Deescalation Strategies

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Students with chronic or severe behavior problems often follow a predictable pattern of behavior escalation leading to outbursts. Teachers may wonder what they can do to help calm an agitated student before they become explosive. Understanding how behavior problems escalate and when and how to intervene is a key factor in effective classroom management. The following is a summary of the book “Managing the Cycle of Acting Out Behavior in the Classroom (Colvin, 2004) and provides an overview of the actingout cycle and suggestions for interventions at each phase.

PHASE 1: Calm

During this first phase, the student is following classroom expectations and able to engage in the lesson appropriately. A student with problem behaviors may spend some or most of their day in this stage, until an event or interaction triggers more agitated behavior.

Useful Strategies for Phase 1
1. Plan the classroom environment to allow supervision, reduce distractions, and provide a quiet space for students to calm down.
2. Establish and teach clear expectations and acknowledge and praise compliance.
3. Establish classroom routines to decrease downtime and disruptions.
4. Plan ahead for transitions and entry and exit routines.

PHASE 2: Triggers

A trigger is any event or interaction that starts the student moving toward acting out behavior. These events cause increased agitation in a student who has previously been calm. The triggers may be schoolbased,
such as conflicts with peers or teachers, academic pressures related to poor academic skills, corrections or reprimands from teachers, or changes in routine.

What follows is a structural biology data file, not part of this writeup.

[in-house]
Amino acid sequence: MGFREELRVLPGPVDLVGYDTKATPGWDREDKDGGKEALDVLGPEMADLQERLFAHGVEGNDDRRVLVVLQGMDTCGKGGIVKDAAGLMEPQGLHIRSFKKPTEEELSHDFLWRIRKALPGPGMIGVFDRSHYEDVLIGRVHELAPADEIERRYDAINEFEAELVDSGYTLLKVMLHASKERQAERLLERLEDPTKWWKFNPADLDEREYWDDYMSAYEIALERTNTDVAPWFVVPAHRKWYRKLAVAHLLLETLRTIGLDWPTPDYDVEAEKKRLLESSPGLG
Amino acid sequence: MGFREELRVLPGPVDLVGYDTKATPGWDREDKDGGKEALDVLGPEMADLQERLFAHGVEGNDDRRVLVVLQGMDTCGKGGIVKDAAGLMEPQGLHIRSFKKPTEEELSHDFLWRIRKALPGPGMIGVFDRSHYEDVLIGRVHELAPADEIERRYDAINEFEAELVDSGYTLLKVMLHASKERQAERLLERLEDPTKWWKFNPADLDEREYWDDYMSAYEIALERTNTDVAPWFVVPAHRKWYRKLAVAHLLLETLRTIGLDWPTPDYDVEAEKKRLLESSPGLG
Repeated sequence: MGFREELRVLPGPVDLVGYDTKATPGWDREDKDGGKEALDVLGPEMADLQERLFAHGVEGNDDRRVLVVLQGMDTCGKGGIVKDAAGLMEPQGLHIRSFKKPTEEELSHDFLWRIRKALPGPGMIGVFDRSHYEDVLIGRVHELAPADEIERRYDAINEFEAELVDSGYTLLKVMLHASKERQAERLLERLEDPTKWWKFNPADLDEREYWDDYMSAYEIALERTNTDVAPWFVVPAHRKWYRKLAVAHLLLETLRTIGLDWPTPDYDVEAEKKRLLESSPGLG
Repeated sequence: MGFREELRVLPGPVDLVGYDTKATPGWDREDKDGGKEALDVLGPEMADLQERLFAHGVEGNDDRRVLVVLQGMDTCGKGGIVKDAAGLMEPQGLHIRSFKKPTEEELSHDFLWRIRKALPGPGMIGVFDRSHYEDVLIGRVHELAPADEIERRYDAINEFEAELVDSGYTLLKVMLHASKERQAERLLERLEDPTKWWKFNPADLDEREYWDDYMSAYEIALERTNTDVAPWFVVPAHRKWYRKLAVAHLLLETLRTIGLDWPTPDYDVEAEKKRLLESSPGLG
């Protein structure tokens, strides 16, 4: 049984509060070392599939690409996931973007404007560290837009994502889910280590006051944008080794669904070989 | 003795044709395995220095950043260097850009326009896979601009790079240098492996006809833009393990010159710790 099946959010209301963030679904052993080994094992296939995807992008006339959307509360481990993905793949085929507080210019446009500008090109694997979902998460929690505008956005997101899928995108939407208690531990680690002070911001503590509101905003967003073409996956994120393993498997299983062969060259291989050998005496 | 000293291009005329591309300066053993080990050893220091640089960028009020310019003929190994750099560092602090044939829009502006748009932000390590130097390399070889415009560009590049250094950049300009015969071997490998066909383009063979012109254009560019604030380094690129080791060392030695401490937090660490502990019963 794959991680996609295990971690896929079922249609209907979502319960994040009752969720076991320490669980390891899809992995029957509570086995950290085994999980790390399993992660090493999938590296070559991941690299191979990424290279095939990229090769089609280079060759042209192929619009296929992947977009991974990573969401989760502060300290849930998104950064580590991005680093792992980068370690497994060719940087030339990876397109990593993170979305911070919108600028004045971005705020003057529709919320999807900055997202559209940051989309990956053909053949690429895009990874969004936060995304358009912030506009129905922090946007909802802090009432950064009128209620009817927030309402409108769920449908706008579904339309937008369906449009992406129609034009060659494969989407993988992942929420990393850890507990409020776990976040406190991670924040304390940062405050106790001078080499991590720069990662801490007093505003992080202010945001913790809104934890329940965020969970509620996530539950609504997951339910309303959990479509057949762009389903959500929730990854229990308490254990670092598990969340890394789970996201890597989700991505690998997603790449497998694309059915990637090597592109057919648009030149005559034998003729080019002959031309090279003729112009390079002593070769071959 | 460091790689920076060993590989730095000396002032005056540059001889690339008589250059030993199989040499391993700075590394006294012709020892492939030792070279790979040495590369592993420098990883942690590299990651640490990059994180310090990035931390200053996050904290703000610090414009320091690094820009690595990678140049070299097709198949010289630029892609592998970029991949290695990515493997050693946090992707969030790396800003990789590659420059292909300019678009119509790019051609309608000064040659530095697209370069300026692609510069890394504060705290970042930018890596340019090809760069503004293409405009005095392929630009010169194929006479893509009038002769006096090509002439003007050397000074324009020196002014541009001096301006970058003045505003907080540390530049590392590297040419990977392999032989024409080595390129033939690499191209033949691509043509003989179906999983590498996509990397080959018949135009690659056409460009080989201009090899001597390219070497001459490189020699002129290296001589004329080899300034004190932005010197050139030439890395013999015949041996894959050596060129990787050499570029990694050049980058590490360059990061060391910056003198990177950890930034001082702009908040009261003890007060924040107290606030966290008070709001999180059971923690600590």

Nonschool based triggers may include problems at home, medical issues, lack of sleep or food, use of medications or illicit drugs, or involvement in peer group activities that contribute to an unsafe school environment. Being faced with a problem that the student does not have the skills to solve is often a trigger for
angry behavior.

Useful Strategies for Phase 2
1. Identify the situation where problem behavior is likely to occur.
2. Use precorrection strategies to teach the appropriate response. Rehearse the expectations, prompt or remind students of them as needed, and provide specific praise and reinforcement.
3. Work with other staff to teach and reinforce social skills for students who have difficulty following the expectations.

PHASE 3: Agitation

When a student moves into this phase, teachers and peers can see behaviors that indicate anger, sadness, anxiety or frustration. Behaviors that may increase during this phase include hand movements such as tapping or opening and closing books, darting eyes, wandering from one group to another, or starting a
task and then dropping it to begin another. Overall, agitated students may appear preoccupied or unfocused and unable to engage fully in an activity. Teachers may notice the student daydreaming, avoiding eye contact or conversation, withdrawing, or folding their arms while disengaging from the activity. Their verbal or nonverbal message is “Leave me alone”.

Useful Strategies for Phase 3
1. Show empathy: recognize the student’s problem and communicate concern for the student’s wellbeing.
2. Help the student become engaged in the lesson or task at hand.
3. Provide space in a quiet area, or allow students to disengage briefly or to put their heads down for some quiet time.
4. Provide encouragement, reassurance and extra time if needed.
5. Allow student to engage in a favorite activity for a brief period.
6. Use proximity or brief interactions; show acceptance of student.
7. Leave student alone to complete independent work, or provide passive activities such as listening to a story or tape or watching a short video.
8. Provide opportunities for movement such as running an errand or sorting and distributing materials.
9. Help the student to identify their feelings of agitation and choose strategies to try and selfmanage
their feelings.

PHASE 4:Acceleration